4. double click panel_main_menu
    5. Change value to: “Super_L” (without quotes), click


  4. Chris Davis

    Don’t see how to edit my last post — please ignore post at August 30, 2010 5:08 pm
    had words in between greater than and less than signs that got commented out!

    Another method would be this:
    1. press ALT-F2
    2. type “gconf-editor” (without quotes), click RUN
    3. Navigate to: apps>metacity>global_keybindings
    4. double click panel_main_menu
    5. Change value to: “Super_L” (without quotes), click OK


  5. サムマルケル

    10.04+? I realize that is for future reference, assuming that it will be the same in Maverick, but seriously, who is using daily builds consistently? Test Drive is a great tool, but only during the week leading up to a new launch.

  6. Vidula

    thanks…works nice, but my keyboard has two windows keys..and this works only for the left key.. any idea how i can assign both of them for the same function?

  7. mirshafie

    Thanks for the guide! I’m using Z to launch the app menu so that it won’t interfere with other Super-key combinations.

    Aviad, please stop whining. You’re just cranky because Linux does not work the exact same way as Windows. If it’s so horrible, just go back to Windows.

    The general idea that you should fix in your mind in your transition is that THERE IS ANOTHER WAY TO DO EVERYTHING THAT YOU ARE USED TO DOING.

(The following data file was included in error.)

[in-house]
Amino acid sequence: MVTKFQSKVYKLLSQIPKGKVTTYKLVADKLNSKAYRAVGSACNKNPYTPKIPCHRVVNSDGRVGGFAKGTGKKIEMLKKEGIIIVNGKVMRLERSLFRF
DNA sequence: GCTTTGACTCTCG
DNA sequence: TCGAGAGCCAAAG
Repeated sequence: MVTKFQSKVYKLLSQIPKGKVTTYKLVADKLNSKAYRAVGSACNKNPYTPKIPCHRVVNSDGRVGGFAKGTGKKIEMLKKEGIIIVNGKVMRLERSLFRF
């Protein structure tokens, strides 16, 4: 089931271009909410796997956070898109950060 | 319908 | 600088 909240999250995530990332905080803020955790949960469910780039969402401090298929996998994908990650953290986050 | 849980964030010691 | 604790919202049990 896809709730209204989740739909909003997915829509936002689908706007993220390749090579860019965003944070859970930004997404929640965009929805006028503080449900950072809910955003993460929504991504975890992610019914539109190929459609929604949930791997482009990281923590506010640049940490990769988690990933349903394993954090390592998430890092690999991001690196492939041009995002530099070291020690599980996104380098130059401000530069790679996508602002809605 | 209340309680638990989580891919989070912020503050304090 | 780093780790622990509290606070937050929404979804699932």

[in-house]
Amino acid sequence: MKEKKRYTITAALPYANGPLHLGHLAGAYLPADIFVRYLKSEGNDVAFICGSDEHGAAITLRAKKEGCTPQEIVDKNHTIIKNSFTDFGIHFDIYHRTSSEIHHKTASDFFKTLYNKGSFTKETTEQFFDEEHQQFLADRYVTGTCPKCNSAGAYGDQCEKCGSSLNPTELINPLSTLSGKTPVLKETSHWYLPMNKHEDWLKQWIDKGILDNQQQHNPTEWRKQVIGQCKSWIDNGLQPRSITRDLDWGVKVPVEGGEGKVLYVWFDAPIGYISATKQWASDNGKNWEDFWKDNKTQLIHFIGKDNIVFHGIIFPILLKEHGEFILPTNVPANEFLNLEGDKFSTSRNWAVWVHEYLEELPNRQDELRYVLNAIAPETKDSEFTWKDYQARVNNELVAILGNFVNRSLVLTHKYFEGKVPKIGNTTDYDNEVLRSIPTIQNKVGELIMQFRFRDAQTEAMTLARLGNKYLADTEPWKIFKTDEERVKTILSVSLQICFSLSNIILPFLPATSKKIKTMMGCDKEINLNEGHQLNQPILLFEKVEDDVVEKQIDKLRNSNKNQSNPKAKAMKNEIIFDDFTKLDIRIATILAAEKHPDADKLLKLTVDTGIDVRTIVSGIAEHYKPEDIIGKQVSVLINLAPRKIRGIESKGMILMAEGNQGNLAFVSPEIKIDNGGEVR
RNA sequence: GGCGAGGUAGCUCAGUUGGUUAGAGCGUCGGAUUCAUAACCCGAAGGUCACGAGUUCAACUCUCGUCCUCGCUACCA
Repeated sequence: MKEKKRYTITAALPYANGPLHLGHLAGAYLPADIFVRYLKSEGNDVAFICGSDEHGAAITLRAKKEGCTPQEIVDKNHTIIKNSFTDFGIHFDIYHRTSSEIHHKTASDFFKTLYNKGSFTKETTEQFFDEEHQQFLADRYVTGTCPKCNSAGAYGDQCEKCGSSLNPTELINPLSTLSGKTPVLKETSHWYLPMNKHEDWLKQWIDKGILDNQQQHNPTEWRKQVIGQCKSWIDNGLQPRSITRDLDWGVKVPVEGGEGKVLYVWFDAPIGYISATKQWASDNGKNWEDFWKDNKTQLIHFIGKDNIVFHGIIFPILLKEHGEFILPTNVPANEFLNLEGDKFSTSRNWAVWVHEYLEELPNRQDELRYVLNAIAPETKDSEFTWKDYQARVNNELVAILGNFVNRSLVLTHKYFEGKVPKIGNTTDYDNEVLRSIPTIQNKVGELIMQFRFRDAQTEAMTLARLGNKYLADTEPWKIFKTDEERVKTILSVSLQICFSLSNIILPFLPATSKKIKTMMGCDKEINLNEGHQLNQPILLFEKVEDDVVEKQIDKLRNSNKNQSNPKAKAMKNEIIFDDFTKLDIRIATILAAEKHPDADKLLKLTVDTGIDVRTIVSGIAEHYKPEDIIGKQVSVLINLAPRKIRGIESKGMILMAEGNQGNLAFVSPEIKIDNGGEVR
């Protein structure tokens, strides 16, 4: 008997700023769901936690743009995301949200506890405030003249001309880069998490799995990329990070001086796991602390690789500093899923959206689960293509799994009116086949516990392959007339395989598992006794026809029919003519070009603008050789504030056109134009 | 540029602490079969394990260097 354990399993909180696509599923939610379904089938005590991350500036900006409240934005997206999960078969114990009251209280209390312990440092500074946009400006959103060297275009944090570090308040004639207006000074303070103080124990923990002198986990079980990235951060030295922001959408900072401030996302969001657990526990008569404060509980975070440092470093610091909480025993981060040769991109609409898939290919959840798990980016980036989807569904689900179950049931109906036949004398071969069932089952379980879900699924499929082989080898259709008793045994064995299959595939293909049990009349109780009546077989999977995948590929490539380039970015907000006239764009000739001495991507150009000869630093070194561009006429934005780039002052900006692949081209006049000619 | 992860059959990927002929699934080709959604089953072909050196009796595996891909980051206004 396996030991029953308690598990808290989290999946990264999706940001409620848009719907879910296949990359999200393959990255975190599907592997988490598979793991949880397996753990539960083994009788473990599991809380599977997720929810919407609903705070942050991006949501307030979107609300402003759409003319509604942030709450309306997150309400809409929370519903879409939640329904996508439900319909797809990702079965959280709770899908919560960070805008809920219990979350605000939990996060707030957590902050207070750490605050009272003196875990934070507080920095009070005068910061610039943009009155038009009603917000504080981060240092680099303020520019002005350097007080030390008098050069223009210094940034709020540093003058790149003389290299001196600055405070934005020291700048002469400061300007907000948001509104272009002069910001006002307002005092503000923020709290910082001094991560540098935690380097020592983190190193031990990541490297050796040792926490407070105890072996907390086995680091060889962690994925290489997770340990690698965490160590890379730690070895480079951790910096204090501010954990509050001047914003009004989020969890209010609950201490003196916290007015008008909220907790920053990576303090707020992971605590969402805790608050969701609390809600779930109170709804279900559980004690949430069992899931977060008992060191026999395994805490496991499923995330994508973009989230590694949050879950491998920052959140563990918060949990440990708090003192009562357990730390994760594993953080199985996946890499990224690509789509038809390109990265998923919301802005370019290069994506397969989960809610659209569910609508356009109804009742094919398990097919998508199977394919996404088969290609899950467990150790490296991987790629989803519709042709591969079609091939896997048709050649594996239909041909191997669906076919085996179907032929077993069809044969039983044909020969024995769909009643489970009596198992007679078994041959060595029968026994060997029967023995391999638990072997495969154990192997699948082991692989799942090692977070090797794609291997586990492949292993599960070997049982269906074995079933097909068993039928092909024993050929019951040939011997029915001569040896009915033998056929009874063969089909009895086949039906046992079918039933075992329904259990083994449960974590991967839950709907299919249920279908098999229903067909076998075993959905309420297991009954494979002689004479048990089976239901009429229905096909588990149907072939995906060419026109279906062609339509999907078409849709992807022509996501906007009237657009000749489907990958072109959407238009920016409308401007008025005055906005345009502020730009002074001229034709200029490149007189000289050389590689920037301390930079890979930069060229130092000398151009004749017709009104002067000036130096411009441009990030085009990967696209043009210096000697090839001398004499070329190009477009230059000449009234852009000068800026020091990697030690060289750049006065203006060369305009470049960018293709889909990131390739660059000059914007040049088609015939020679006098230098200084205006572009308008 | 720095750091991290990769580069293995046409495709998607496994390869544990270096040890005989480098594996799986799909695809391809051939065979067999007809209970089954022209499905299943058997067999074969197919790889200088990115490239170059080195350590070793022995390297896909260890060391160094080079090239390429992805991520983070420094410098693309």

For example: to run an application, press Alt+F2 and type it’s name. It’s been the standard way to launch apps in Linux desktops for a long, long time, and it’s faster and easier than navigating menus.

  8. herbie

    This is a nice tip, however, because Linux looks a the ‘KeyDown’ event using Super_L will disable all other shortcuts that require Super_L, e.g. Super_L+Tab.
    They, the developers, need to change the behaviour for key presses.
    IMHO this is my take on it.

  9. avar

    how to do this on kubuntu ?

  10. oladim

    AVIAD above was right on ‘button’, if you pardon the pun. Making interaction complex is counterproductive and needless. Linux converts are not increasing.

  11. dexter_greycells